This story is part of a partnership with NPR, Alaska Public Radio Network and Kaiser Health News.

Copyright 2014 Alaska Public Radio Network. To see more, visit http://www.aprn.org/.

Transcript

KELLY MCEVERS, HOST:

It's MORNING EDITION, from NPR News. I'm Kelly McEvers.

DAVID GREENE, HOST:

And I'm David Greene. Good morning.

It is now believed that seven-and-a-half million Americans have signed up for health insurance through state and federal marketplaces like Healthcare.gov. But that number does not include people buying plans directly from insurance companies and brokers.

As Alaska Public Radio Network's Annie Feidt reports, that could mean the sign-up numbers under Obamacare are even higher.

ANNIE FEIDT, BYLINE: When insurance broker Joshua Weinstein wanted to sign someone up for health insurance this year, he asked one key question: Would they qualify for a federal subsidy? If the client didn't, he steered them away from Healthcare.gov.

JOSHUA WEINSTEIN: If you can avoid that whole level of bureaucracy and get a good plan - not necessarily at a good price, but at the same price - and they're not subsidy eligible, we're going off the marketplace.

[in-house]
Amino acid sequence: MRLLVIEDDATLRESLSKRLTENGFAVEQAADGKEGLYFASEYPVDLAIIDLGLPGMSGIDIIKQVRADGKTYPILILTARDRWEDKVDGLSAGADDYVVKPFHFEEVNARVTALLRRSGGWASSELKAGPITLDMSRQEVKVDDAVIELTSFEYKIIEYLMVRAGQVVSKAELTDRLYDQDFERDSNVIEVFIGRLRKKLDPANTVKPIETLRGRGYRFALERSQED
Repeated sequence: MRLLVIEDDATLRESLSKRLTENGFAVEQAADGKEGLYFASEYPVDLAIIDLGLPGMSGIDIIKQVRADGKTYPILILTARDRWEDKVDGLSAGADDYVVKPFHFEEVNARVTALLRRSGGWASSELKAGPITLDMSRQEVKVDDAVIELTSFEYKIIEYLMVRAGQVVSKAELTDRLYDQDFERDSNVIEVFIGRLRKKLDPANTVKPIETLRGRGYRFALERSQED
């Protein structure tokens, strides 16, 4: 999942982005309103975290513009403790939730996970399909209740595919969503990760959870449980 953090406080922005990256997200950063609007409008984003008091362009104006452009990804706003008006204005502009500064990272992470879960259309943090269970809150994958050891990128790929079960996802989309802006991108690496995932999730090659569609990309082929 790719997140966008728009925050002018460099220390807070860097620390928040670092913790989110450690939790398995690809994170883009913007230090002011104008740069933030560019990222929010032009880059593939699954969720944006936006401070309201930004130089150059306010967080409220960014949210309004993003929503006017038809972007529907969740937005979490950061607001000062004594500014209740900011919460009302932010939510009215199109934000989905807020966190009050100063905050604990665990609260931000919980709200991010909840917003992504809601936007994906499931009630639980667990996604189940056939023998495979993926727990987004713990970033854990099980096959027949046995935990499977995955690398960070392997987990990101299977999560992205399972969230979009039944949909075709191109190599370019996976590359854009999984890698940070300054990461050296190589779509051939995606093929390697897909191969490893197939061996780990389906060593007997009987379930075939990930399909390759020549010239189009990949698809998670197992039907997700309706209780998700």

FEIDT: One of those clients is Oliver Korshin, of Anchorage. Weinstein and Korshin worked together to enroll Korshin's wife, Rachel, in a new health plan. She didn't qualify for a subsidy, so they went directly to Premera, Alaska, says Korshin.

OLIVER KORSHIN: The actual enrolling wasn't difficult at all.

FEIDT: Weinstein, their broker, estimates about 15 percent of his clients are signing up for insurance outside the exchanges. He says enrolling directly is easier, because insurers don't have to deal with the financial information required on Healthcare.gov.

WEINSTEIN: It's basically gathering demographic information: name, address, phone number, Social Security Number, which plan do you want, sign up for how you want to pay your bill - monthly via statement or auto-draft - and sign, and off you go.

FEIDT: Alaska's two main insurers report more than a fifth of their customers bought plans directly from them. But these customers aren't being counted by the Obama administration.

LARRY LEVITT: That's the big mystery.

FEIDT: Larry Levitt is an insurance expert with the Kaiser Family Foundation. Levitt says there's a lot of focus on the 7.5 million people who signed up through the 14 state exchanges or Healthcare.gov. But he says the off-exchange number is just as essential to gauge how well the law is working.

LEVITT: Oh, I think it's quite important. I mean, I think it's probably the case that there are more people insured in the individual market off the exchange than on the exchange right now.

FEIDT: In fact, a new survey from the RAND Corporation estimates 7.8 million people nationwide bought health insurance, between September and mid-March, directly from a carrier.

For NPR News, I'm Annie Feidt, in Anchorage.

GREENE: Annie's story is part of a reporting partnership with NPR, Alaska Public Radio Network and Kaiser Health News. Transcript provided by NPR, Copyright NPR.